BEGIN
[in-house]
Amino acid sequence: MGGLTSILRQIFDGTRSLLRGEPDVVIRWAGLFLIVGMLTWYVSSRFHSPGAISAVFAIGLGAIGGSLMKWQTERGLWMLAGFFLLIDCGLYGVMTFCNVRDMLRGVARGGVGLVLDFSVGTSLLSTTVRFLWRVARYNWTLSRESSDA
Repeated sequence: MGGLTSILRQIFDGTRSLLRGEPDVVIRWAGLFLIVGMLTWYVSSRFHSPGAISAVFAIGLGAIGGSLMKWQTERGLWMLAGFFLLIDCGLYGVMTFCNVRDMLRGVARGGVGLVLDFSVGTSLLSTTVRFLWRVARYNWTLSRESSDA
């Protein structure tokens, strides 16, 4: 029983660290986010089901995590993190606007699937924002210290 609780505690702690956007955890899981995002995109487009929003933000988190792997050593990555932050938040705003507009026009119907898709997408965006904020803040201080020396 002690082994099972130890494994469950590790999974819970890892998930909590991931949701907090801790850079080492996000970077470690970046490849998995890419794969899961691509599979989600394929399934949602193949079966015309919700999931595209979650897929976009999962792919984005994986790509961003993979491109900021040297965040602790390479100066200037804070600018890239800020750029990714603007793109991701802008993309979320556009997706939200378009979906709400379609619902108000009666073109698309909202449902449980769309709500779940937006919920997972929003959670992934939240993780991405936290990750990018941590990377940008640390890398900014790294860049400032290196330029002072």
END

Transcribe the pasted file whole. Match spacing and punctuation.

[in-house]
Amino acid sequence: MGGLTSILRQIFDGTRSLLRGEPDVVIRWAGLFLIVGMLTWYVSSRFHSPGAISAVFAIGLGAIGGSLMKWQTERGLWMLAGFFLLIDCGLYGVMTFCNVRDMLRGVARGGVGLVLDFSVGTSLLSTTVRFLWRVARYNWTLSRESSDA
Repeated sequence: MGGLTSILRQIFDGTRSLLRGEPDVVIRWAGLFLIVGMLTWYVSSRFHSPGAISAVFAIGLGAIGGSLMKWQTERGLWMLAGFFLLIDCGLYGVMTFCNVRDMLRGVARGGVGLVLDFSVGTSLLSTTVRFLWRVARYNWTLSRESSDA
């Protein structure tokens, strides 16, 4: 029983660290986010089901995590993190606007699937924002210290 609780505690702690956007955890899981995002995109487009929003933000988190792997050593990555932050938040705003507009026009119907898709997408965006904020803040201080020396 002690082994099972130890494994469950590790999974819970890892998930909590991931949701907090801790850079080492996000970077470690970046490849998995890419794969899961691509599979989600394929399934949602193949079966015309919700999931595209979650897929976009999962792919984005994986790509961003993979491109900021040297965040602790390479100066200037804070600018890239800020750029990714603007793109991701802008993309979320556009997706939200378009979906709400379609619902108000009666073109698309909202449902449980769309709500779940937006919920997972929003959670992934939240993780991405936290990750990018941590990377940008640390890398900014790294860049400032290196330029002072």